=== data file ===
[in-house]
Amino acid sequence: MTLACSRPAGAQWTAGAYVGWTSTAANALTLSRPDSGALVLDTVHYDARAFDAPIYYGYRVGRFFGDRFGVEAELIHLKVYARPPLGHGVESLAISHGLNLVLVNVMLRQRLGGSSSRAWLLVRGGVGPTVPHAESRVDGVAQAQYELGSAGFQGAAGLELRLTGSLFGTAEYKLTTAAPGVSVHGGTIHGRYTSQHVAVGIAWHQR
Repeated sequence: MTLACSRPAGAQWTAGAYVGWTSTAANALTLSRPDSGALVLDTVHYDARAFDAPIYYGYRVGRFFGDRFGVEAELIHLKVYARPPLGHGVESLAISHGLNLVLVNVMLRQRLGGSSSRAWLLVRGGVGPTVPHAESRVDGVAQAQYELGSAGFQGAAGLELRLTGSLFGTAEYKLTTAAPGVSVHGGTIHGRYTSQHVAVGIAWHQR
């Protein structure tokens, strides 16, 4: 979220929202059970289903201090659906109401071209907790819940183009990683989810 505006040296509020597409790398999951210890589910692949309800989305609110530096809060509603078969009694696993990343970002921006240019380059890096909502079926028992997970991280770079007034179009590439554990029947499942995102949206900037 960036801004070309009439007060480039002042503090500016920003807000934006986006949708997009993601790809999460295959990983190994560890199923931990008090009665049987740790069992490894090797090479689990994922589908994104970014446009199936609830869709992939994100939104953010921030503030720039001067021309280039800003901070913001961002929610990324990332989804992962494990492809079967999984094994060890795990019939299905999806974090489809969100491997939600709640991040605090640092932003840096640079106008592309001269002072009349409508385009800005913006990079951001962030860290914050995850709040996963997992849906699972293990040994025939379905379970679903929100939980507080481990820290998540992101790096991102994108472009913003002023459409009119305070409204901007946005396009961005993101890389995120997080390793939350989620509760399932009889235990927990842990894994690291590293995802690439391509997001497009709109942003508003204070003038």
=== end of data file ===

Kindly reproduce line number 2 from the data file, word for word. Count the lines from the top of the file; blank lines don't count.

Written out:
Amino acid sequence: MTLACSRPAGAQWTAGAYVGWTSTAANALTLSRPDSGALVLDTVHYDARAFDAPIYYGYRVGRFFGDRFGVEAELIHLKVYARPPLGHGVESLAISHGLNLVLVNVMLRQRLGGSSSRAWLLVRGGVGPTVPHAESRVDGVAQAQYELGSAGFQGAAGLELRLTGSLFGTAEYKLTTAAPGVSVHGGTIHGRYTSQHVAVGIAWHQR